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History of Environmental Policy in Washington State

Washington state has a long and complex history when it comes to environmental policy. Over the years, the state has been home to some of the most significant environmental battles in the country, as well as some of the most innovative solutions to environmental challenges. In this blog, we will explore the history of environmental policy in Washington state, from its early beginnings to the present day.

Early History of Environmental Policy in Washington State

Washington state’s history of environmental policy dates back to the early 20th century, when concerns about conservation and the protection of natural resources began to emerge. In 1913, the state established its first park, the 6,000-acre Mount Rainier National Park, which helped to set the stage for the development of state parks and recreational areas in the coming years.

The state’s first significant environmental legislation, however, did not come until the 1960s, when concerns about air and water pollution began to grow. In 1967, the state legislature passed the Washington State Environmental Policy Act (SEPA), which required state agencies to assess the environmental impacts of major projects before they could be approved. This was a significant milestone for environmental policy in Washington state, as it established the legal framework for environmental review and regulation that remains in place to this day.

slope inspections

Environmental Policy in the 1970s and 1980s

In the 1970s and 1980s, environmental policy in Washington state began to evolve and expand in response to growing concerns about pollution and other environmental issues. The state passed a number of significant pieces of environmental legislation during this time, including the Model Toxics Control Act (MTCA) in 1989, which established a tax on hazardous substances to pay for the cleanup of contaminated sites.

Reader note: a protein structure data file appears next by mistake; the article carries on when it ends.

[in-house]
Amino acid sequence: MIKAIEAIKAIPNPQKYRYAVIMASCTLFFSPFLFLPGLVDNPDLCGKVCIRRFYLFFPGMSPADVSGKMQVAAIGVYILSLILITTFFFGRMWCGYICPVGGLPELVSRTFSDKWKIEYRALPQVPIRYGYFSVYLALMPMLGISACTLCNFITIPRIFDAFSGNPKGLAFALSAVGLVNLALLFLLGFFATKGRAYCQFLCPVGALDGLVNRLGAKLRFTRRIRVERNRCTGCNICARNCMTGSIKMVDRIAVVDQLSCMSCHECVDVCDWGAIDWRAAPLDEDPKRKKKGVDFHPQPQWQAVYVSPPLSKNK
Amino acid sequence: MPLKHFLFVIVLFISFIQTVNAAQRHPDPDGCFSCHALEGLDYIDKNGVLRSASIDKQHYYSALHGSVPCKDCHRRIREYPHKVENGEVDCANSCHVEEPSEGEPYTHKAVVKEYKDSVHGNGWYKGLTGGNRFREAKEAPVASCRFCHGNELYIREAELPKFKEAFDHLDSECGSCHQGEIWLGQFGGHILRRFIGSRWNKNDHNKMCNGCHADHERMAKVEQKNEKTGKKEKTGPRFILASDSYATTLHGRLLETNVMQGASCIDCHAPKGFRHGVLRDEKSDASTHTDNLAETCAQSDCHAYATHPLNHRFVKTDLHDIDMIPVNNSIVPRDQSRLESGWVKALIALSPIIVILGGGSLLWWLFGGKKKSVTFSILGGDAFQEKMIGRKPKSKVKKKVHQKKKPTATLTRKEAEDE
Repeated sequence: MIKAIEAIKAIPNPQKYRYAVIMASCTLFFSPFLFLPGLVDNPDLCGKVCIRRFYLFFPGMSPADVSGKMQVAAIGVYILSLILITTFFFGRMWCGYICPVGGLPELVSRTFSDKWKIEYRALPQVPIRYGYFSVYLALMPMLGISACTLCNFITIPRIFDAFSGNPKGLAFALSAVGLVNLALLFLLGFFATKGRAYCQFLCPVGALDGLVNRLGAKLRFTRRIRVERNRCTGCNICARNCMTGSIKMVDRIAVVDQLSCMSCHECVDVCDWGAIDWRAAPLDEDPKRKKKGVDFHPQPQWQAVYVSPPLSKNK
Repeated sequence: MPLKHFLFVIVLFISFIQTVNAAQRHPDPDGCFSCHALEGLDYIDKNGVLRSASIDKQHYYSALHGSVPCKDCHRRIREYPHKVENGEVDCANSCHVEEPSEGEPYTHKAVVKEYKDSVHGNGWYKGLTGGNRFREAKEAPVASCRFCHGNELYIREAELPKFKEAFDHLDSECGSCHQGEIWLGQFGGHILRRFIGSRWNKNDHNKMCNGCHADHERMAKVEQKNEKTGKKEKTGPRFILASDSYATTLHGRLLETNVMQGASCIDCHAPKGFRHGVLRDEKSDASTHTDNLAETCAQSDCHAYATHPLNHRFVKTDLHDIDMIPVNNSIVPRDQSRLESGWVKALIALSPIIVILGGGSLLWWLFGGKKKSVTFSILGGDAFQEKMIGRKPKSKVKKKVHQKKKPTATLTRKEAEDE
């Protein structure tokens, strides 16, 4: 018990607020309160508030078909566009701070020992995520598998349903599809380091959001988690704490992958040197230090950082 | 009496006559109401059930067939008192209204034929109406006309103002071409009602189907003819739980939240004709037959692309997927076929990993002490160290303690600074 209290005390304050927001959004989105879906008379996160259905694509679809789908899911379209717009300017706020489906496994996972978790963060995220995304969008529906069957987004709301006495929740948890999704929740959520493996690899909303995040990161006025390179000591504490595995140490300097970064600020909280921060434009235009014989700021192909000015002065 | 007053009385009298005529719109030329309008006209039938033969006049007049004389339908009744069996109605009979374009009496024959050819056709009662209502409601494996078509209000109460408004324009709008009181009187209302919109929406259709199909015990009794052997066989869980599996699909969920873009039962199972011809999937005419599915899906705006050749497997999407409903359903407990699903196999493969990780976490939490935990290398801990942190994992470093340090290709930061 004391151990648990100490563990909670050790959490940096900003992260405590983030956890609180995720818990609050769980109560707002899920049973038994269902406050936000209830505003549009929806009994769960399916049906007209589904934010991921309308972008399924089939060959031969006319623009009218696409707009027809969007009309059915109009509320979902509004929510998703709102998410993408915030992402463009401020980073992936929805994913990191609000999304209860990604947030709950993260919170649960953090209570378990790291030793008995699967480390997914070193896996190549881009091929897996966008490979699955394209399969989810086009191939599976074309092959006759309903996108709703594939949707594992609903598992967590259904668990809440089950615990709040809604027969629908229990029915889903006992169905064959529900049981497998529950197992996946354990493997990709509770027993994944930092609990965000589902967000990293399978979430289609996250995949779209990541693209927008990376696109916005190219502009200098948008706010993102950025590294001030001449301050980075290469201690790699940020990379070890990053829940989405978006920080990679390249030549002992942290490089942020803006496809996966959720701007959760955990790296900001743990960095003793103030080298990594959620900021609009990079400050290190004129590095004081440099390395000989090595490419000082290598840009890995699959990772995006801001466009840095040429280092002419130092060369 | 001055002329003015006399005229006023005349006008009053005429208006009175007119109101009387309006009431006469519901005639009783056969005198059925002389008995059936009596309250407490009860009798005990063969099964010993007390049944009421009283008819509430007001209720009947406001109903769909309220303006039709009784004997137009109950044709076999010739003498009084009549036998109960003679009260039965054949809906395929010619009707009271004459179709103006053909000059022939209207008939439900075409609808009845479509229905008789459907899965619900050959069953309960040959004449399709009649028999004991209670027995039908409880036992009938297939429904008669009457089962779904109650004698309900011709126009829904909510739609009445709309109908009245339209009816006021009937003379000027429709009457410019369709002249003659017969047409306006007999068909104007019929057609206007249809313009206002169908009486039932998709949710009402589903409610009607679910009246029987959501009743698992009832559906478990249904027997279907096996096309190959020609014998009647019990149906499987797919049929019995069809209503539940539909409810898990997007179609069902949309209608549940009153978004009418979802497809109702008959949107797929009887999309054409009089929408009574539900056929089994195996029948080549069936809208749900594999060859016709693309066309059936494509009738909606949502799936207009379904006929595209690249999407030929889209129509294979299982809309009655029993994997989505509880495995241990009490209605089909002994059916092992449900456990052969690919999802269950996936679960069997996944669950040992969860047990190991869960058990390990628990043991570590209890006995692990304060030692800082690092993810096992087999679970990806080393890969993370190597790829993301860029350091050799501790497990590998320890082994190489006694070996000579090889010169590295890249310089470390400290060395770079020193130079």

During this time, Washington state also became a leader in the fight against acid rain, a form of air pollution caused by emissions from coal-fired power plants in the Midwest. In 1985, the state joined with Oregon and California to form the West Coast Acid Rain Coalition, which successfully lobbied Congress to pass the Clean Air Act Amendments of 1990. This legislation required coal-fired power plants to reduce their emissions of sulfur dioxide and nitrogen oxides, which significantly reduced the impact of acid rain on the West Coast.

Another significant environmental battle in Washington state during this time was the fight against the proposed Northern Tier Pipeline, which would have transported crude oil from Canada to refineries in Washington state. The pipeline would have crossed a number of environmentally sensitive areas, including the Columbia River and the Olympic National Park, and was vigorously opposed by environmental groups and Native American tribes. In 1987, after several years of protests and legal battles, the project was abandoned.

Environmental Policy in the 1990s and 2000s

In the 1990s and 2000s, environmental policy in Washington state continued to evolve and expand, with a growing focus on sustainable development and the protection of endangered species. In 1991, the state established the Growth Management Act, which required local governments to develop comprehensive plans for managing growth and preserving open space. This legislation was aimed at reducing urban sprawl and promoting more sustainable development practices.

During this time, Washington state also played a key role in the reintroduction of gray wolves to the Pacific Northwest. In 1995, the state Department of Fish and Wildlife began working with Canadian authorities to capture and transport gray wolves from British Columbia to Washington state, where they were released into the wild. The wolf population in the state has since grown to more than 120 animals, making it one of the most successful reintroduction efforts in the country.